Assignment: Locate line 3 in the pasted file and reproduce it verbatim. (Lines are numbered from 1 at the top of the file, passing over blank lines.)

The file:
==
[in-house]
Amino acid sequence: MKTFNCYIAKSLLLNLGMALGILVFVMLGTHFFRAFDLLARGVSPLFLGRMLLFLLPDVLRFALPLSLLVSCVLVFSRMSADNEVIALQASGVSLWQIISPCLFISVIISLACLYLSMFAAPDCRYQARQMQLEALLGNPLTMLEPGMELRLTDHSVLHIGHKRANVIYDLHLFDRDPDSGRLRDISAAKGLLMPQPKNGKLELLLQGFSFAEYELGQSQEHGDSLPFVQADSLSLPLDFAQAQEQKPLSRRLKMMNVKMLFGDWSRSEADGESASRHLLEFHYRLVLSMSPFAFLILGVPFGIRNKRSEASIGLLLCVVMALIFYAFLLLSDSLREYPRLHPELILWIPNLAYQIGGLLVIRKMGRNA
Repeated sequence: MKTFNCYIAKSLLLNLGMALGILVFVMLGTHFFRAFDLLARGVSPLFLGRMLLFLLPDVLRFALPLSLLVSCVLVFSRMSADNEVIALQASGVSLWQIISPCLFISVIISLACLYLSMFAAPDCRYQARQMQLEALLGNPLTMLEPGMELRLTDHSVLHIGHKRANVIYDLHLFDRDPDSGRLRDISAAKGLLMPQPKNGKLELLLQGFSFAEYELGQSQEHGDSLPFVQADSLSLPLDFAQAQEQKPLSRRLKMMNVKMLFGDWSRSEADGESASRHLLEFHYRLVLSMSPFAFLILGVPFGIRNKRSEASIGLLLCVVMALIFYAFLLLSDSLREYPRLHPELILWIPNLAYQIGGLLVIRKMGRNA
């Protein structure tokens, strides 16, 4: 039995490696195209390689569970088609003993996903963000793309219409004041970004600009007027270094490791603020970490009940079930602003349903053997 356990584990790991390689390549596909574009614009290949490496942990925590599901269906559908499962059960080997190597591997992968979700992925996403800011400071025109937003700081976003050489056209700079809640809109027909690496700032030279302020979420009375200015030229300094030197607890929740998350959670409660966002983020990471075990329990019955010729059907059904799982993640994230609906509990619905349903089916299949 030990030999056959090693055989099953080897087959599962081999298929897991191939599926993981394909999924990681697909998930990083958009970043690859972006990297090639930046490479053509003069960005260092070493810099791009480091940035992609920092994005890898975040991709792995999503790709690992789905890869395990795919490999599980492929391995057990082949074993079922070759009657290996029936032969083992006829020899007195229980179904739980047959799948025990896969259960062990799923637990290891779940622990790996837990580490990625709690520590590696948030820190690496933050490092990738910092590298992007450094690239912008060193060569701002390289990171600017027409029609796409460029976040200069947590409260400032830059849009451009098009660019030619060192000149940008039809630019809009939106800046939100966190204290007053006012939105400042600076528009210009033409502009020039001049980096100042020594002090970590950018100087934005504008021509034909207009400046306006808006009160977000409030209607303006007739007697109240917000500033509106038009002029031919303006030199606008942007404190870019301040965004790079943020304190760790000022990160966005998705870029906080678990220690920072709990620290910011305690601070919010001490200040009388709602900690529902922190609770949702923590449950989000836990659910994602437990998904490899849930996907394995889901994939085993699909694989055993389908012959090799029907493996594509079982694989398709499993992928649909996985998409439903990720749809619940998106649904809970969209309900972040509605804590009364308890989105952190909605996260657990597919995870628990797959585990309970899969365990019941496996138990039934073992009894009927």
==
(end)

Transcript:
Repeated sequence: MKTFNCYIAKSLLLNLGMALGILVFVMLGTHFFRAFDLLARGVSPLFLGRMLLFLLPDVLRFALPLSLLVSCVLVFSRMSADNEVIALQASGVSLWQIISPCLFISVIISLACLYLSMFAAPDCRYQARQMQLEALLGNPLTMLEPGMELRLTDHSVLHIGHKRANVIYDLHLFDRDPDSGRLRDISAAKGLLMPQPKNGKLELLLQGFSFAEYELGQSQEHGDSLPFVQADSLSLPLDFAQAQEQKPLSRRLKMMNVKMLFGDWSRSEADGESASRHLLEFHYRLVLSMSPFAFLILGVPFGIRNKRSEASIGLLLCVVMALIFYAFLLLSDSLREYPRLHPELILWIPNLAYQIGGLLVIRKMGRNA